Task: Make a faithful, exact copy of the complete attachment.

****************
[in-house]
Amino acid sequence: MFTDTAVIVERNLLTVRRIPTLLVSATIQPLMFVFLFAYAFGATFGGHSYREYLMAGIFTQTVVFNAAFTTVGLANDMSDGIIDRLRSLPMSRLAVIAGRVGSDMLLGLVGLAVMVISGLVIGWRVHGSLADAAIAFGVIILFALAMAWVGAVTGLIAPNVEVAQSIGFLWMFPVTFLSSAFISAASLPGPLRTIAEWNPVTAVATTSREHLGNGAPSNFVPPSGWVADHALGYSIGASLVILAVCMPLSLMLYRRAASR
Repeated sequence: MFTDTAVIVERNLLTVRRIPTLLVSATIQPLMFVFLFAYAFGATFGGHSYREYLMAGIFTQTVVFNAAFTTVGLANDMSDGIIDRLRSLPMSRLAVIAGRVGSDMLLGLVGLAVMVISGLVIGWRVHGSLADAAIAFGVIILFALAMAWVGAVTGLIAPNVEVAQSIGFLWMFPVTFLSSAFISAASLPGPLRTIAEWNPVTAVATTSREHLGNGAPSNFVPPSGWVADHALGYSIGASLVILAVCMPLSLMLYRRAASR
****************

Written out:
[in-house]
Amino acid sequence: MFTDTAVIVERNLLTVRRIPTLLVSATIQPLMFVFLFAYAFGATFGGHSYREYLMAGIFTQTVVFNAAFTTVGLANDMSDGIIDRLRSLPMSRLAVIAGRVGSDMLLGLVGLAVMVISGLVIGWRVHGSLADAAIAFGVIILFALAMAWVGAVTGLIAPNVEVAQSIGFLWMFPVTFLSSAFISAASLPGPLRTIAEWNPVTAVATTSREHLGNGAPSNFVPPSGWVADHALGYSIGASLVILAVCMPLSLMLYRRAASR
Repeated sequence: MFTDTAVIVERNLLTVRRIPTLLVSATIQPLMFVFLFAYAFGATFGGHSYREYLMAGIFTQTVVFNAAFTTVGLANDMSDGIIDRLRSLPMSRLAVIAGRVGSDMLLGLVGLAVMVISGLVIGWRVHGSLADAAIAFGVIILFALAMAWVGAVTGLIAPNVEVAQSIGFLWMFPVTFLSSAFISAASLPGPLRTIAEWNPVTAVATTSREHLGNGAPSNFVPPSGWVADHALGYSIGASLVILAVCMPLSLMLYRRAASR